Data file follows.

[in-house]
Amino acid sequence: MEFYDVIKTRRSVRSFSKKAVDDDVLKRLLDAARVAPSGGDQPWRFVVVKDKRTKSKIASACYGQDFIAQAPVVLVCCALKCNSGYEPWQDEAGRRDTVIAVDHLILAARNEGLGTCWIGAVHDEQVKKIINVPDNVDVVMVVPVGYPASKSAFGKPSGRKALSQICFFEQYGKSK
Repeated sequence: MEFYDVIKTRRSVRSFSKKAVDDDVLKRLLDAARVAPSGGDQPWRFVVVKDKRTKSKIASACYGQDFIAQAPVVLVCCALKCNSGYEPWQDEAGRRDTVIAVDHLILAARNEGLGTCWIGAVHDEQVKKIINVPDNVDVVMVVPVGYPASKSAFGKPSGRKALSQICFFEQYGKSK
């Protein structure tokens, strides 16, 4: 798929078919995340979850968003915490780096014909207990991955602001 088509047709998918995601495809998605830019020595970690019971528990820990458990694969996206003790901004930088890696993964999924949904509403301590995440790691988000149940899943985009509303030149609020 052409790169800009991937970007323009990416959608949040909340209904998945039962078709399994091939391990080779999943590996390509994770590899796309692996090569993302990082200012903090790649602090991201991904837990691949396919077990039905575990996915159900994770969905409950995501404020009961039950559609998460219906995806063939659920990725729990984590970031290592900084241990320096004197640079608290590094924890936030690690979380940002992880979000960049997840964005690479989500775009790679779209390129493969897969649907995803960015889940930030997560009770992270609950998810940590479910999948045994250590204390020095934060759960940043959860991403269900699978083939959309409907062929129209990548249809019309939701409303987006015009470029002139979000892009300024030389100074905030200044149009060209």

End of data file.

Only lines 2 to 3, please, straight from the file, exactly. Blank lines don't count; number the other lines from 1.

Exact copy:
Amino acid sequence: MEFYDVIKTRRSVRSFSKKAVDDDVLKRLLDAARVAPSGGDQPWRFVVVKDKRTKSKIASACYGQDFIAQAPVVLVCCALKCNSGYEPWQDEAGRRDTVIAVDHLILAARNEGLGTCWIGAVHDEQVKKIINVPDNVDVVMVVPVGYPASKSAFGKPSGRKALSQICFFEQYGKSK
Repeated sequence: MEFYDVIKTRRSVRSFSKKAVDDDVLKRLLDAARVAPSGGDQPWRFVVVKDKRTKSKIASACYGQDFIAQAPVVLVCCALKCNSGYEPWQDEAGRRDTVIAVDHLILAARNEGLGTCWIGAVHDEQVKKIINVPDNVDVVMVVPVGYPASKSAFGKPSGRKALSQICFFEQYGKSK